Duration:00:01:33

Vaccine Passports

2/14/2021
Proof of having received COVID-19 vaccine may soon be required for boarding a plane, going to a ball game, going to school, having a job or eating in some restaurants. An expert involved in the design of a passport app discusses how it would all work.

Duration:00:09:15

Covid And Crashes

2/14/2021
The number of cars on the road has been dramatically lower during the pandemic, yet the number of crash deaths has actually increased. That means the number of crashes and traffic deaths per mile driven have skyrocketed. Experts discuss this unprecedented scenario and what we can do about it.

Duration:00:15:53

Medical Notes: Week of February 14, 2021

2/14/2021
A look at the top medical headlines for the week of February 14, 2021 including: A study shows that the Covid-19 virus may hide in the body and become activated again much later. Then, Scientists have engineered a killer t-cell in the blood that attacks other t-cells causing diabetes. And finally… as the pandemic drags on, a new study is showing that people under age 30 aren’t weathering the strain as well as older people.

Duration:00:01:25

Exhaustion On The Covid Front Lines

2/7/2021
Healthcare workers in ER’s and ICU’s are in their 11th month of fighting COVID-19 and its exhaustion and depression. Two front line doctors describe how they’re managing to stay optimistic amid so much chaos, and how the vaccine has given them a goal keeping them afloat.

Duration:00:14:13

Superstitions In Sports

2/7/2021
Professional athletes are among the most superstitious of all people. While we may be tempted to think these rituals have no effect on performance, psychologists say that if an athlete believes it helps, then it actually does. Experts explain how superstitions work in sports and in life.

Duration:00:10:26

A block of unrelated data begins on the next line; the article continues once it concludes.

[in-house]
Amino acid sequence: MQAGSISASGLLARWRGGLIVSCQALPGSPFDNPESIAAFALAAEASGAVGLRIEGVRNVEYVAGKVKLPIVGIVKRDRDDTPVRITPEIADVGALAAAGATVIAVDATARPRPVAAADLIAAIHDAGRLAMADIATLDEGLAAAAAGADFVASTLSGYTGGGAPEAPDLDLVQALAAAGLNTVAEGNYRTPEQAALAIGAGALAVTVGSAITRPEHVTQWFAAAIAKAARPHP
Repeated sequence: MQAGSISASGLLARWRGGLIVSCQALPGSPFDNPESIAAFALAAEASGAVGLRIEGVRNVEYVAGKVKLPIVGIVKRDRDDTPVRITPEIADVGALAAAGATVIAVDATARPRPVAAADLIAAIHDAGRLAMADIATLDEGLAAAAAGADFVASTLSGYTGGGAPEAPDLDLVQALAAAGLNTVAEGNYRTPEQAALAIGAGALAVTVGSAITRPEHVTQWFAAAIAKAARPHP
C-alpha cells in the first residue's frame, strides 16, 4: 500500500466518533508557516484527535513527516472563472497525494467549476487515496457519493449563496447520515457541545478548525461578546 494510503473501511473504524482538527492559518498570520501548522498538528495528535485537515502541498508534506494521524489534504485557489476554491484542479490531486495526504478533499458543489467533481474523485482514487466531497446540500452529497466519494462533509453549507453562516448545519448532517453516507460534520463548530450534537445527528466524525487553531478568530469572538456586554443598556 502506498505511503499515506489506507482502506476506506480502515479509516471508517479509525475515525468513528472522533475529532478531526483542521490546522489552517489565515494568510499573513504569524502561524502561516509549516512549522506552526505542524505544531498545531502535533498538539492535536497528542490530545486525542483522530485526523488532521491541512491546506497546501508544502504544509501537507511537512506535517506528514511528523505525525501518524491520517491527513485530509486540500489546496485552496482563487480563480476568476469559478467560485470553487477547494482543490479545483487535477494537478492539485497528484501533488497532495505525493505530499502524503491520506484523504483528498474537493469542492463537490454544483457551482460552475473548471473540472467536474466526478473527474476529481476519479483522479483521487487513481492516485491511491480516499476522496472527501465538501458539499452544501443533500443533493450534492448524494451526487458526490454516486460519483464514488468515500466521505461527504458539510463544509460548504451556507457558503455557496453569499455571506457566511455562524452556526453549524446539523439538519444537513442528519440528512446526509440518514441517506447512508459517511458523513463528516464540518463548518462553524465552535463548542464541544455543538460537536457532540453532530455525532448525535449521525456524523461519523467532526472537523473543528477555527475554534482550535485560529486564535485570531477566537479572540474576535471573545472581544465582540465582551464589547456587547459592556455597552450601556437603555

Medical Notes: Week of February 7, 2021

2/7/2021
A look at the top medical headlines for the week of February 7, 2021 including: New statistics from the American Cancer Society show that cancer deaths are continuing to drop. Then, a study finds that reopening schools doesn’t increase hospitalizations for Covid-19… at least not in areas where hospitalizations are low. Then, a new study showing that saliva tests are just as accurate and much more convenient than nose swabs. And finally… If you’ve received cosmetic facial fillers… there’s a...

Duration:00:01:57

Preventing Food Waste

1/31/2021
During the Super Bowl, leftovers from gatherings—even small ones--may threaten to take over the refrigerator. An expert discusses consumer-friendly how-to’s, including how to read labels, that can lengthen food life and help avoid food waste.

Duration:00:10:00

Covid Update: Infectious New Variant & Stretching The Vaccine

1/31/2021
The Centers for Disease Control and Prevention predicts that a new, more contagious version of COVID-19 will become the predominant strain by March, testing the new vaccine’s effectiveness. At the same time, researchers are trying to find ways to get the vaccine to more people more quickly by lengthening time between doses, with unknown results. Infectious disease experts discuss where we are in the fight.

Duration:00:15:03

Medical Notes: Week of January 31, 2021

1/31/2021
A look at the top medical headlines for the week of January 30, 2021 including: The world may cross the point of no return on climate change sooner than we thought. Then, taking glucosamine could be just as beneficial to your health as exercise. And finally... the key to treating intractable depression may be… magic mushrooms.